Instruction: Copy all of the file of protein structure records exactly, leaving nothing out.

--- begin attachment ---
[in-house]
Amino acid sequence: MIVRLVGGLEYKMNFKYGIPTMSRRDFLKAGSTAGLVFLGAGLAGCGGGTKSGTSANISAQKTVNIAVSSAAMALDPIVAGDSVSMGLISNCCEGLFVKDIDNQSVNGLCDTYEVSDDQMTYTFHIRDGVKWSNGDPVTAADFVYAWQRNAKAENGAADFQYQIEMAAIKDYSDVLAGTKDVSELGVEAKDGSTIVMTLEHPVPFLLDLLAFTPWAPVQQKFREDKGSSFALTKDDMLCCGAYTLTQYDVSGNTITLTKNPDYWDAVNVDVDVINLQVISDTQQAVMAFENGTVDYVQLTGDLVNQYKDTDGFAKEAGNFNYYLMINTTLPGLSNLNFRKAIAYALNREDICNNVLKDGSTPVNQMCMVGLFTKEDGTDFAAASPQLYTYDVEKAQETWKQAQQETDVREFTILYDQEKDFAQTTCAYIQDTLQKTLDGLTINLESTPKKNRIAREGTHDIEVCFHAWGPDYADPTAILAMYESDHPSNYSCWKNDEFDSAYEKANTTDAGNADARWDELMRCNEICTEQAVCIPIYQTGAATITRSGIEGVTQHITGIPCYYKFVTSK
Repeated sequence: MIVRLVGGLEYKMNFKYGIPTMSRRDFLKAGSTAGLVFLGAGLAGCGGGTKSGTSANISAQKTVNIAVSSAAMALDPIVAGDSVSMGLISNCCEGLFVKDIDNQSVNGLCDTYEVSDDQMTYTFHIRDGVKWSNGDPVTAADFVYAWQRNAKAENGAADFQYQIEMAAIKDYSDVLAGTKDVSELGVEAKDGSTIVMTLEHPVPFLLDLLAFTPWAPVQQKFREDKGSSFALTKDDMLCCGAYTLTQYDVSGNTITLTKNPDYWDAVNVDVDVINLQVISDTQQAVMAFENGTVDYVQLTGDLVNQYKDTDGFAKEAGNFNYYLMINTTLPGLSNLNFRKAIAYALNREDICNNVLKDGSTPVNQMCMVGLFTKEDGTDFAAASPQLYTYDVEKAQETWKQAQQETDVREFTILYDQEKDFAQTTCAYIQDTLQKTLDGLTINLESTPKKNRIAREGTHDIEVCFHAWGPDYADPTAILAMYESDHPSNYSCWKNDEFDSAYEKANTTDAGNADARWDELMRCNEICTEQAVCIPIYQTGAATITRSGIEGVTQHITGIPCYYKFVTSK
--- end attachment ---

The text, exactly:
[in-house]
Amino acid sequence: MIVRLVGGLEYKMNFKYGIPTMSRRDFLKAGSTAGLVFLGAGLAGCGGGTKSGTSANISAQKTVNIAVSSAAMALDPIVAGDSVSMGLISNCCEGLFVKDIDNQSVNGLCDTYEVSDDQMTYTFHIRDGVKWSNGDPVTAADFVYAWQRNAKAENGAADFQYQIEMAAIKDYSDVLAGTKDVSELGVEAKDGSTIVMTLEHPVPFLLDLLAFTPWAPVQQKFREDKGSSFALTKDDMLCCGAYTLTQYDVSGNTITLTKNPDYWDAVNVDVDVINLQVISDTQQAVMAFENGTVDYVQLTGDLVNQYKDTDGFAKEAGNFNYYLMINTTLPGLSNLNFRKAIAYALNREDICNNVLKDGSTPVNQMCMVGLFTKEDGTDFAAASPQLYTYDVEKAQETWKQAQQETDVREFTILYDQEKDFAQTTCAYIQDTLQKTLDGLTINLESTPKKNRIAREGTHDIEVCFHAWGPDYADPTAILAMYESDHPSNYSCWKNDEFDSAYEKANTTDAGNADARWDELMRCNEICTEQAVCIPIYQTGAATITRSGIEGVTQHITGIPCYYKFVTSK
Repeated sequence: MIVRLVGGLEYKMNFKYGIPTMSRRDFLKAGSTAGLVFLGAGLAGCGGGTKSGTSANISAQKTVNIAVSSAAMALDPIVAGDSVSMGLISNCCEGLFVKDIDNQSVNGLCDTYEVSDDQMTYTFHIRDGVKWSNGDPVTAADFVYAWQRNAKAENGAADFQYQIEMAAIKDYSDVLAGTKDVSELGVEAKDGSTIVMTLEHPVPFLLDLLAFTPWAPVQQKFREDKGSSFALTKDDMLCCGAYTLTQYDVSGNTITLTKNPDYWDAVNVDVDVINLQVISDTQQAVMAFENGTVDYVQLTGDLVNQYKDTDGFAKEAGNFNYYLMINTTLPGLSNLNFRKAIAYALNREDICNNVLKDGSTPVNQMCMVGLFTKEDGTDFAAASPQLYTYDVEKAQETWKQAQQETDVREFTILYDQEKDFAQTTCAYIQDTLQKTLDGLTINLESTPKKNRIAREGTHDIEVCFHAWGPDYADPTAILAMYESDHPSNYSCWKNDEFDSAYEKANTTDAGNADARWDELMRCNEICTEQAVCIPIYQTGAATITRSGIEGVTQHITGIPCYYKFVTSK